What is the meaning of an art exhibit that chooses to portray the royal like lifestyle and work of these painters without the context of colonial history and racism where these paintings originated? The tour guide mentioned that some of these paintings were for years “in the dark” because this art work was highly praised by well known Nazis (Hitler for example) . Why were these paintings so valued and what does this tell about the role art plays in sustaining and reproducing narratives of white supremacy and European cultural superiority, narratives that may potentially translate into hateful actions-stereotypes. In other words: Why this exhibit? And why in this way… By this I mean why so uncritical about the role of these painters in reproducing patriarchal-western symbols that remain in the collective imaginary, and why now? These are the times where politicians in Europe and the US speak of protecting what they imagine as “western values” or “Western culture” from the menacing threat of the (racialized) other. I ask these questions considering the current political climate where the extreme right and fascism is becoming more visible across Europe.
This makes me think about how the role of art is never innocent in its meanings and symbols. And also, about how art can be used politically in different ways. Such use of art responds to questions of its particular historical-socio-political context. I want to bring the following example, Simon Bikindi is a musician from Rwanda who got sentenced by the International Criminal Court (ICC) for his songs which are thought to incite hatred and actions during the genocide in Rwanda. There is a good research on the use of music to instigate violence that focused on Bikindi songs by Jason McCoy. One aspect that makes it good in my view is that he asked survivors of genocide, those targeted and also those who were not targeted about the songs. He asked about their meaning, wanting to know their associations with the songs. He also got to interview Bikindi himself, looked at the ICC reports and worked with several people (including Bikindi) in the translations of the songs as to have different perspectives about the meanings. McCoy believes art may not be intended to cause hatred but the feelings and interpretations that those exposed to it associate with it in a particular moment, can indeed reproduce it. He believes music in this way can be used as propaganda targeting those who already have assumptions and stereotypes born out of anger or fear. He states “propaganda only needs a small receptive audience, a handful of true believers, to be effective. A small group of politically powerful, enraged, armed individuals can quickly and easily subdue a large, complacent, and fearful population into obedience, preventing any resistance from organizing” (2013 p. 271). This of course was a context of genocide which is not where we are at in the EU. My intention on brining McCoy’s reflections, is to highlight that art whether paintings or music triggers meanings, interpretations and symbols that need to be looked at critically and in relation to their sociopolitical context.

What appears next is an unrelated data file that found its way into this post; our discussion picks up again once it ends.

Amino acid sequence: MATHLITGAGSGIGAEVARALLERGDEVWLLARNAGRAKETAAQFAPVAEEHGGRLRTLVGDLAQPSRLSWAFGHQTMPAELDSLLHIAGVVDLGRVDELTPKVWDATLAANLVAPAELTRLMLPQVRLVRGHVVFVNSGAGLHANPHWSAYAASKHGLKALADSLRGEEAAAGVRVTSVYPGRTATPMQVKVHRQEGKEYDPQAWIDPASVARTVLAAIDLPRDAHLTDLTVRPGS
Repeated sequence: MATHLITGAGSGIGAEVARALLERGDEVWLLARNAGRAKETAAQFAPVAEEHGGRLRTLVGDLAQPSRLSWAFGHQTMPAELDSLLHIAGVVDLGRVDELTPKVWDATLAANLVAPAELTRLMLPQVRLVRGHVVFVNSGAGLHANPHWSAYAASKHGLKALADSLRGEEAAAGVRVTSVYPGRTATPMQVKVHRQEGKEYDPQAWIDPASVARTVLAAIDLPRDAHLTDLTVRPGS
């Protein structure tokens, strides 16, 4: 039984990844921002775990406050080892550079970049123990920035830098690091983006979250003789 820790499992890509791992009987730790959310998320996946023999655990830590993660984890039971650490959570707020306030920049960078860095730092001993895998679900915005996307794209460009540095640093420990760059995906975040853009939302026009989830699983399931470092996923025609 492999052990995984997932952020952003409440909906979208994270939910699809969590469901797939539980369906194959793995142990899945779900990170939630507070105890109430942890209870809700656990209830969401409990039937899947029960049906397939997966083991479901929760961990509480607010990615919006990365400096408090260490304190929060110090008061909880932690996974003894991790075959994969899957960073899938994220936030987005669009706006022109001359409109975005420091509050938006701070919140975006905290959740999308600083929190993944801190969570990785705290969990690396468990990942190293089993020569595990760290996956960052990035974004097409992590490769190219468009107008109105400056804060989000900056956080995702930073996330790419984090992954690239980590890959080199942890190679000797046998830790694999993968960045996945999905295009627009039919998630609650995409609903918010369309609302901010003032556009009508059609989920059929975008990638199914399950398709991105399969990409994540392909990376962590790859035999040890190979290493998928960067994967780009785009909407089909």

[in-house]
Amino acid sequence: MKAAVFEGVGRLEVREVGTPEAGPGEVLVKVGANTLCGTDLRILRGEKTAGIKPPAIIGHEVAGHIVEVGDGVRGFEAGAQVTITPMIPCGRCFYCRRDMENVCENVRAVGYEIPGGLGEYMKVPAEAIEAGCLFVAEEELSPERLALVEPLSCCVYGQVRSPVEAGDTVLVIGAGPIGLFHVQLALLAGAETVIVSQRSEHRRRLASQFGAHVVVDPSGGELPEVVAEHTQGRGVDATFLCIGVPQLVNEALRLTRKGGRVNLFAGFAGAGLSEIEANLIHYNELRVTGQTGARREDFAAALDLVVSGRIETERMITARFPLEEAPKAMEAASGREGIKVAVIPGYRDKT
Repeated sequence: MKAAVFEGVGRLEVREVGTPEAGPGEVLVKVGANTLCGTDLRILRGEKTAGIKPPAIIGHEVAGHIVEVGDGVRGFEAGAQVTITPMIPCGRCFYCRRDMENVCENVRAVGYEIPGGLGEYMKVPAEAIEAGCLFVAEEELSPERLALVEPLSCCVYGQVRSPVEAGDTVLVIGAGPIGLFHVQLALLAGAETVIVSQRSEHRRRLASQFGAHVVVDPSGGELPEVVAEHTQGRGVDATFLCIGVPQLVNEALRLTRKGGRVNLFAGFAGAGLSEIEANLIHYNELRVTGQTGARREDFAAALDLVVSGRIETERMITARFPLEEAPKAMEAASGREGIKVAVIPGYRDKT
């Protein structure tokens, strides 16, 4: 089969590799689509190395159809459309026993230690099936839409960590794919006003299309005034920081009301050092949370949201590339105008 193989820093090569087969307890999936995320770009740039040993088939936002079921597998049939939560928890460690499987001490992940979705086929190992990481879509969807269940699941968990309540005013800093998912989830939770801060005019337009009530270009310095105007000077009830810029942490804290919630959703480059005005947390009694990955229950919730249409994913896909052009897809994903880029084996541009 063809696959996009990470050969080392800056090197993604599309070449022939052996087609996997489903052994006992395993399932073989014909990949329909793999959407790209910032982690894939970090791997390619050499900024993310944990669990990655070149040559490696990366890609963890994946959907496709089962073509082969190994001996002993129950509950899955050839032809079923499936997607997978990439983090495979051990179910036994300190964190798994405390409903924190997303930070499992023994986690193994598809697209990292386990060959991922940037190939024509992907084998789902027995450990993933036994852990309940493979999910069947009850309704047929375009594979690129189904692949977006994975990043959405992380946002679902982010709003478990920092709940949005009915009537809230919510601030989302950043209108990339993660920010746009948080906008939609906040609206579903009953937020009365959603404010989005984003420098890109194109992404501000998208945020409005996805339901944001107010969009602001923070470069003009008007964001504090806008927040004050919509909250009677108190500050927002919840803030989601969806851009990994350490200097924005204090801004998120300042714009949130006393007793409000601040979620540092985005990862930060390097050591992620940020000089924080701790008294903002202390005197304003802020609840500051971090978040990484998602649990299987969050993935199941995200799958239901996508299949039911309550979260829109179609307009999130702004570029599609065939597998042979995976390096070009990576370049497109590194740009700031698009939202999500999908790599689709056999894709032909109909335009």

All Princely Painters did many portraits of the aristocracy and important people of their time. The guide of the museum exhibit mentioned they would preferably paint important wealthy people. The kind of people benefitting from imperial and colonial unequal relations, the ones who benefitted from the structural hierarchies in terms of race and class, the ones who sustained them. There is in their work a notable sense of nostalgia for the Greek and Roman empires. The guide also mentioned there was a constant tribute to painters like Rubens or Titian. The masters, the genius to which they wanted to symbolically relate to. The princely painters’ work includes oriental portrayals evident in clothes and symbols as well as battles, symbols from Greek mythology and Christianity. All with a tone of grandeur. That makes me question how are these images not related and reinforcing the western values/culture narrative white supremacist are so keen to protect? Another thing the guide mentioned was in relation to the art studios of these painters which were exuberant and where they hosted VIP guests. The museum shows an amplified photograph of Austrian painter Hans Makart’s studio where he kept his own art collection and antiques. What is the role of art museums in reinforcing nationalistic sentiments? And how to avoid going in that direction?